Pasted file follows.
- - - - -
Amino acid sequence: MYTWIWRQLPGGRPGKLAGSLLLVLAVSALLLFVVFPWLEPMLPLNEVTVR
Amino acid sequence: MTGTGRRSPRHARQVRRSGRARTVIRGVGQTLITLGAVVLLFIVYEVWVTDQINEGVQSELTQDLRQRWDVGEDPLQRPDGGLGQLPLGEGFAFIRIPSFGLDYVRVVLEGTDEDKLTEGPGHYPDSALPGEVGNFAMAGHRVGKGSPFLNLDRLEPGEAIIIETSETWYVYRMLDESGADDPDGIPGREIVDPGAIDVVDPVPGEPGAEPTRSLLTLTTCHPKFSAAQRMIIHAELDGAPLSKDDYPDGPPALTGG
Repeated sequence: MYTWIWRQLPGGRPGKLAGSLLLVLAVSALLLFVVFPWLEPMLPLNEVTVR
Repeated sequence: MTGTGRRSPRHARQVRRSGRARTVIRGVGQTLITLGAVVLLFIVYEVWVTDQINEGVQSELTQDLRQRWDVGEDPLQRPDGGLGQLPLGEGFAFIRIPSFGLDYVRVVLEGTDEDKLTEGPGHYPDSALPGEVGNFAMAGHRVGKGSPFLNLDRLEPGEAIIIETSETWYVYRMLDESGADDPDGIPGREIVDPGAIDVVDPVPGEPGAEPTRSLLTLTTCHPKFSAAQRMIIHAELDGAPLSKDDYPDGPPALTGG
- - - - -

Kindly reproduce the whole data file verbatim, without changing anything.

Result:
Amino acid sequence: MYTWIWRQLPGGRPGKLAGSLLLVLAVSALLLFVVFPWLEPMLPLNEVTVR
Amino acid sequence: MTGTGRRSPRHARQVRRSGRARTVIRGVGQTLITLGAVVLLFIVYEVWVTDQINEGVQSELTQDLRQRWDVGEDPLQRPDGGLGQLPLGEGFAFIRIPSFGLDYVRVVLEGTDEDKLTEGPGHYPDSALPGEVGNFAMAGHRVGKGSPFLNLDRLEPGEAIIIETSETWYVYRMLDESGADDPDGIPGREIVDPGAIDVVDPVPGEPGAEPTRSLLTLTTCHPKFSAAQRMIIHAELDGAPLSKDDYPDGPPALTGG
Repeated sequence: MYTWIWRQLPGGRPGKLAGSLLLVLAVSALLLFVVFPWLEPMLPLNEVTVR
Repeated sequence: MTGTGRRSPRHARQVRRSGRARTVIRGVGQTLITLGAVVLLFIVYEVWVTDQINEGVQSELTQDLRQRWDVGEDPLQRPDGGLGQLPLGEGFAFIRIPSFGLDYVRVVLEGTDEDKLTEGPGHYPDSALPGEVGNFAMAGHRVGKGSPFLNLDRLEPGEAIIIETSETWYVYRMLDESGADDPDGIPGREIVDPGAIDVVDPVPGEPGAEPTRSLLTLTTCHPKFSAAQRMIIHAELDGAPLSKDDYPDGPPALTGG